During the 58th Venice Biennale, David Horvitz presents the site specific piece 435 Ponti e qualche scorciatoia, curated by Silvia Guerra throughout the city. 435 Ponti e qualche scorciatoia is the second piece from the series 3 Easy Pieces, an art project in public spaces produced by Lab’Bel for Venice. The first one was Concertino Unisono by Michael Staab which took place in Saint Mark’s Square in 2015.
Venice has 435 bridges. These bridges unite the micro-islands, making the city walkable. It is the proximity of the Venetians to each other within their daily lives that transforms the city into one big home where we can still go out and buy bread in our friulane.
Venetians struggle to maintain their unique way of life due to the singularity of their city, many of the local trades disappearing under the shock wave of globalization. But there are determined Venetians who persist in exercising their trade to the rhythm of the city – boat builders, ice cream makers, pastry chefs, gardeners, priests, organists.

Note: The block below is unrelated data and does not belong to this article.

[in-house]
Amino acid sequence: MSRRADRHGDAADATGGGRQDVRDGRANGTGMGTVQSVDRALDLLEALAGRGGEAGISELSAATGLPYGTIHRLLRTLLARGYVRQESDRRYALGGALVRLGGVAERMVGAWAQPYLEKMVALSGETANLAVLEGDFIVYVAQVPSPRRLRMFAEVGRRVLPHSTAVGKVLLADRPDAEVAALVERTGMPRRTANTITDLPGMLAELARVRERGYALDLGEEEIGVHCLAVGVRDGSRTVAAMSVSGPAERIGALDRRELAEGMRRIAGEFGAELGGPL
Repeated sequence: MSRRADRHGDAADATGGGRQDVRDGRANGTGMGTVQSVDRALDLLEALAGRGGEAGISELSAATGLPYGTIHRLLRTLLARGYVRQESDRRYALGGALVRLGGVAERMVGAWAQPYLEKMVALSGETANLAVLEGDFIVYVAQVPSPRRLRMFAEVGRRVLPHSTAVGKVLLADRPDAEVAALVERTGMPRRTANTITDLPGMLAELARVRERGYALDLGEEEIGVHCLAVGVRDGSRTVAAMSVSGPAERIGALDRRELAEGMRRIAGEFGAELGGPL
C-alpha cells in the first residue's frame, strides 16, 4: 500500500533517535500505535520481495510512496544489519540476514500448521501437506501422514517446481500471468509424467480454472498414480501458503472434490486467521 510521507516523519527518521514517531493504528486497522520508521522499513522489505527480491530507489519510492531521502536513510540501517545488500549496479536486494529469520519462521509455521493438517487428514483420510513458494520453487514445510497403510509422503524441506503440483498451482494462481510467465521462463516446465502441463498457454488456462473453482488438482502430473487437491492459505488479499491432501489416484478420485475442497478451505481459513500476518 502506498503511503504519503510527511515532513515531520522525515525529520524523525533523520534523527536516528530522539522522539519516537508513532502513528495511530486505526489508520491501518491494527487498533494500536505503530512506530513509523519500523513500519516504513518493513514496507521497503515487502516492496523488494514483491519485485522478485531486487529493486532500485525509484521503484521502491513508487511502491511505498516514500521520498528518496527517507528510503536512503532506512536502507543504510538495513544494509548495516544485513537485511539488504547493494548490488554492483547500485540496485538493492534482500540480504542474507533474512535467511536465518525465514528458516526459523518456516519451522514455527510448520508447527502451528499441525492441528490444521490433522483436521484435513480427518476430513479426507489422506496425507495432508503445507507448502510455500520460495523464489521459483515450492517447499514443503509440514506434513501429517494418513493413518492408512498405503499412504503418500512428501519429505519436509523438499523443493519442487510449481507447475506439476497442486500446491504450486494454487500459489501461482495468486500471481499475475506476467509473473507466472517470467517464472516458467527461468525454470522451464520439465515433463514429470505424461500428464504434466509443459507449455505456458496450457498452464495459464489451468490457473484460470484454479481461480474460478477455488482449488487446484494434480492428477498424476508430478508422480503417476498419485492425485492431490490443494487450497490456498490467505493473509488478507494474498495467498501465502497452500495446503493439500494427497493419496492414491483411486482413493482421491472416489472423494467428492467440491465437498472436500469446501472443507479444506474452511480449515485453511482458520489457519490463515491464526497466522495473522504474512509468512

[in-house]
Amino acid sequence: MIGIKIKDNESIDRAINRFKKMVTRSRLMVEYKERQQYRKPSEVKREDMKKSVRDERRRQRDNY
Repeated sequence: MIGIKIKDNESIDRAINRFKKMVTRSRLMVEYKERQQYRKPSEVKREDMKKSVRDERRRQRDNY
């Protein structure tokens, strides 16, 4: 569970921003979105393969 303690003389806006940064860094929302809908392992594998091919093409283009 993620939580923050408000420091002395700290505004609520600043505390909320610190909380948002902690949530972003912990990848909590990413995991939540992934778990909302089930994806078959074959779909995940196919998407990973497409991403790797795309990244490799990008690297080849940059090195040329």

For this project, David Horvitz has collected stories of people who have lived in Venice, connected the places they frequented and the impressions they kept from them, and given all of this voice and circulation, transmitting them in his own way.
More than a calendar of events and performances, this project is presented in the form of a city map that indicates where projects can appear and disappear. 435 Ponti e qualche scorciatoia is taking hold of Venice through an internal itinerary, a walking map drawn by David Horvitz linking all of the bridges of the city by foot. And as you stroll the streets beneath the open windows, you’ll be able to hear children play partitions of Stravinsky’s Walzer, March, or Polka – the three movements that give the Three Easy Pieces their tempo and colour.